Close

Our mortgages explained

When you take out a mortgage there are a number of different options available to you including how you pay back your mortgage each month, and the interest rate charged for the term of your mortgage.

The following guide will help you understand the different types of mortgages available and how our interest rates are calculated.
We're here to help

We're here to help

  • 0333 321 1000 02 and 03 numbers are charged at standard call rates and included in most mobile and landline operators inclusive minute packages
  • Request a call back

Repaying your mortgage

There are two ways of paying back the mortgage you take out with Aldermore – interest only or repayment.

Repayment Mortgage

If you chose a repayment mortgage your monthly payments pay back both the interest charged on the mortgage and part of the amount you borrowed.  This means that your mortgage balance steadily reduces throughout your mortgage term. As long as you keep up your repayments your mortgage will be paid off in full at the end of the term.

Interest Only Mortgage

If you chose an interest only mortgage your monthly payments will only pay back the interest on your mortgage. This means that at the end of your mortgage term you will still owe the amount that you originally borrowed and you will need to repay the outstanding balance as a lump sum.

When you applied for your mortgage you will have confirmed the repayment plan(s) with which you intend to settle the outstanding loan amount. It is your responsibility to ensure that your plan(s) remain on track to repay the mortgage at the end of the term.

Aldermore Managed Rate

The interest rate you pay on your mortgage is linked to the Aldermore Managed Rate (AMR). Some banks call this a Standard Variable Rate (SVR) and it can change at any time. The AMR is normally influenced by the cost of borrowing and although it is not directly linked to, it can be influenced by, changes in the Bank of England Base Rate, as well as other market factors.

If the AMR changes, variable and discounted rate mortgages linked to it will go up and down in line with the AMR.

Types of mortgage

Fixed Rates

  • A fixed rate mortgage means the interest rate charged on the loan is fixed for an agreed period of time, usually 2, 3 or 5 years. This means that your monthly payments are protected from the effects of any market interest rate fluctuations during this period of time. If interest rates increase your payments will not rise; however if rates decrease your monthly payments will not reduce.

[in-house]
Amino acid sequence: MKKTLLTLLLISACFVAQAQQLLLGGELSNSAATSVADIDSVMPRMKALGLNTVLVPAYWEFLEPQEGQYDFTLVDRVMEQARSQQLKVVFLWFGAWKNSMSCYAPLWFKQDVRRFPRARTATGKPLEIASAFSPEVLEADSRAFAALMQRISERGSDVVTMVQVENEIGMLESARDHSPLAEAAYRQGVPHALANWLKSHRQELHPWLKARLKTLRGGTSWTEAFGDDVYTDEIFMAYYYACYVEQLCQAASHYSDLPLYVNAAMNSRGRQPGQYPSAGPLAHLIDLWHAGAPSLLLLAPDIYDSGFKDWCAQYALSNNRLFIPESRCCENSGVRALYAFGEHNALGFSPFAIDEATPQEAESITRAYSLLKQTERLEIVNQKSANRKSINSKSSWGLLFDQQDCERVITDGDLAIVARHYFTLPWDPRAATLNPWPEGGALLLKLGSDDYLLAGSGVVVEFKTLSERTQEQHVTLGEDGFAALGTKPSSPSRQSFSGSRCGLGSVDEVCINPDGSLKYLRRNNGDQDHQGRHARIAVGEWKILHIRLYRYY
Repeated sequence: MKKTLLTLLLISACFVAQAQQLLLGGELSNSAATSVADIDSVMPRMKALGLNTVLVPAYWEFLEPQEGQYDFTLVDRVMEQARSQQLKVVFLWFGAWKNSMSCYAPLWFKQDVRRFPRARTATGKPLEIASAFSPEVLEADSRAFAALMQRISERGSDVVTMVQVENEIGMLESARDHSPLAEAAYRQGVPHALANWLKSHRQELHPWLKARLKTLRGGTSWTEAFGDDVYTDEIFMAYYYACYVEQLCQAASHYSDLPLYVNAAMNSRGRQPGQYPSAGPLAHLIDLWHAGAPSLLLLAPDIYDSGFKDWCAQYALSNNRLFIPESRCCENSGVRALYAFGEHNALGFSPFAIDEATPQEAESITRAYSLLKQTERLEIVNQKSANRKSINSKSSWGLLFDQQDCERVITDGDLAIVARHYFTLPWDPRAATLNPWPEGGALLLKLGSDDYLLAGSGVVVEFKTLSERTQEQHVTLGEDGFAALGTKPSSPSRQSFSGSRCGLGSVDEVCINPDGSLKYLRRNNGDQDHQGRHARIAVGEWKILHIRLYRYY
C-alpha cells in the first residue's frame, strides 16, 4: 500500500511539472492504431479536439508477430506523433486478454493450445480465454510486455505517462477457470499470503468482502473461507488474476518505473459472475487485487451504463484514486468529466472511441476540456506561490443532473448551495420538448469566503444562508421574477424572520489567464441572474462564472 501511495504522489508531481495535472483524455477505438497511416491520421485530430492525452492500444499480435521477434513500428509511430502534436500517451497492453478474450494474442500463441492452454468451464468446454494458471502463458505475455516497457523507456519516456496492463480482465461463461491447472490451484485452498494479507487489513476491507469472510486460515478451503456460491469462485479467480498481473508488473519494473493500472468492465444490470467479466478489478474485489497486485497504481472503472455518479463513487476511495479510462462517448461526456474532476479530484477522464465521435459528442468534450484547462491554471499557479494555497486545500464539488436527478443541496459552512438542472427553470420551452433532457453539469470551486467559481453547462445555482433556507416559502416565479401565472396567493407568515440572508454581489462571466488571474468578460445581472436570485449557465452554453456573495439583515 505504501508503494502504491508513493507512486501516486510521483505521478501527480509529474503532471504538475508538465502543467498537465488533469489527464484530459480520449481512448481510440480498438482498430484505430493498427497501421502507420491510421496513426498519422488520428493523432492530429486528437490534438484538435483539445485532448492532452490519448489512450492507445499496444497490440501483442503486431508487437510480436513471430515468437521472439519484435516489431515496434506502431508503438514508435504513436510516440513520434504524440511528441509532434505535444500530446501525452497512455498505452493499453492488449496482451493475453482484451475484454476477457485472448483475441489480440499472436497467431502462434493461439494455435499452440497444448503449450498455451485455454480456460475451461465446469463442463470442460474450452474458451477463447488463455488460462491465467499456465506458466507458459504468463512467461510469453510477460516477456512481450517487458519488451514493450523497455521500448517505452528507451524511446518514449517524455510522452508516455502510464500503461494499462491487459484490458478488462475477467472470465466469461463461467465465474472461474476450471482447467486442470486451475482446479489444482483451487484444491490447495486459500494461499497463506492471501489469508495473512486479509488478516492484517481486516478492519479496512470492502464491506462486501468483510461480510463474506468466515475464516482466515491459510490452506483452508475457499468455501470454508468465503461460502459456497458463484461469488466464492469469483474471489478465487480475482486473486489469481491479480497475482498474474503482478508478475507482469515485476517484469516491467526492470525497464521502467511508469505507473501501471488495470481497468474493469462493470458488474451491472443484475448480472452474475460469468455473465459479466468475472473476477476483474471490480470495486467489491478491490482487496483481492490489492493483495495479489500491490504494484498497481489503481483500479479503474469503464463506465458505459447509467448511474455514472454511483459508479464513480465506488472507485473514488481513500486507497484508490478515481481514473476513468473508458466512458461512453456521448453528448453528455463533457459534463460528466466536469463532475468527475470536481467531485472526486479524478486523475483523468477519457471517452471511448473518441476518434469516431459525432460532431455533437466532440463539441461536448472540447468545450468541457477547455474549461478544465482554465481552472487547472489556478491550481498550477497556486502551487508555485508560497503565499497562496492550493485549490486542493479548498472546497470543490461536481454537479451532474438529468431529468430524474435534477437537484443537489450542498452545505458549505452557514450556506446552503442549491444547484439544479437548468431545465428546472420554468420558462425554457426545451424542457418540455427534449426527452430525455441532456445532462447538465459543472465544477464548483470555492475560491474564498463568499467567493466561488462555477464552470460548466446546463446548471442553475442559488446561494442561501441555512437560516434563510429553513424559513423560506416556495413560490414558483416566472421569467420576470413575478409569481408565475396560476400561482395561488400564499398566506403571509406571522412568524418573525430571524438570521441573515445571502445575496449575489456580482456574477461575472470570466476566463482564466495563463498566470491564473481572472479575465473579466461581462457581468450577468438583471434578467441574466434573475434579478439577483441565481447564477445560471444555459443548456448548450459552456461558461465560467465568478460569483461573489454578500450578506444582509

• Once the fixed rate period has come to an end, your mortgage will move to a variable rate, known as the reversion rate, which will be linked to the Aldermore Managed Rate (AMR).If the AMR changes, variable rate mortgages linked to it will go up and down in line with the AMR. This means your monthly payments could increase or decrease as this variable rate is influenced by other factors such as market interest rate.

Discounted Rates

  • A discounted rate mortgage means the initial interest rate charged on the loan is the Aldermore Managed Rate (AMR) reduced by a set amount for an agreed period of time, usually 2, 3 or 5 years. As a discounted rate is a variable rate your monthly payments are not protected from the effects of changes to the AMR and could increase or decrease in line with any changes to it.
  • Once the discounted rate period has come to an end, your mortgage will move to a variable rate, known as the reversion rate, which will remain linked to the AMR. This means you will normally have to make a higher monthly repayment than you made during the initial discount period.

Term Variable Rates

A term variable rate means the interest rate charged on the loan is linked to the Aldermore Managed Rate (AMR) for the whole term of the mortgage.  This interest rate is usually lower than the AMR and will increase or decrease in line with any changes to it.

For example, if rates increase your mortgage payments will go up and the total amount you repay over the term of the mortgage will increase. Similarly, if rates decrease, this will be reflected in your monthly payments and the total amount you pay back.

LIBOR

Types of mortgages linked to London Interbank Offered Rate (LIBOR)

  • Single residential investment units
  • HMOs
  • Multi-unit Freeholds


What is LIBOR?

LIBOR is the average interbank interest rate at which a selection of banks on the London money market are prepared to lend to one another.

How does LIBOR link to my mortgage?

If you have a LIBOR linked mortgage this means the variable interest rate on your mortgage is directly linked to 3 month LIBOR, which we review and were applicable, re-set on 15th February, May, August and November.

Any change to 3 month LIBOR will result in a corresponding change to the variable interest rate on your mortgage.

If you'd like to get the ball rolling or have any questions, give us a call on 0333 321 1000.

YOUR HOME MAY BE REPOSSESSED IF YOU DO NOT KEEP UP REPAYMENTS ON YOUR MORTGAGE

  • Mortgages
  • Guide